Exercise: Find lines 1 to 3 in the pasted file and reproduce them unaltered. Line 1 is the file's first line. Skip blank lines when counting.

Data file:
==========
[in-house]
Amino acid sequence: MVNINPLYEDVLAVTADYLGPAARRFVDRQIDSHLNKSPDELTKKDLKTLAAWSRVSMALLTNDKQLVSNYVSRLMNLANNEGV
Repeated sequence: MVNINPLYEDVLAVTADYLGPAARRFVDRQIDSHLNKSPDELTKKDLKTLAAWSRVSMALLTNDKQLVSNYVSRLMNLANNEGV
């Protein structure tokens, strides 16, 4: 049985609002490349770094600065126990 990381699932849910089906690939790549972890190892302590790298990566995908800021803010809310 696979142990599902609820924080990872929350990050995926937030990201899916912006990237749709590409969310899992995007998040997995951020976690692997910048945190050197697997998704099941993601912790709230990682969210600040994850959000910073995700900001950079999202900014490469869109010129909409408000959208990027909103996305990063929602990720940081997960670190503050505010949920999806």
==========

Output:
[in-house]
Amino acid sequence: MVNINPLYEDVLAVTADYLGPAARRFVDRQIDSHLNKSPDELTKKDLKTLAAWSRVSMALLTNDKQLVSNYVSRLMNLANNEGV
Repeated sequence: MVNINPLYEDVLAVTADYLGPAARRFVDRQIDSHLNKSPDELTKKDLKTLAAWSRVSMALLTNDKQLVSNYVSRLMNLANNEGV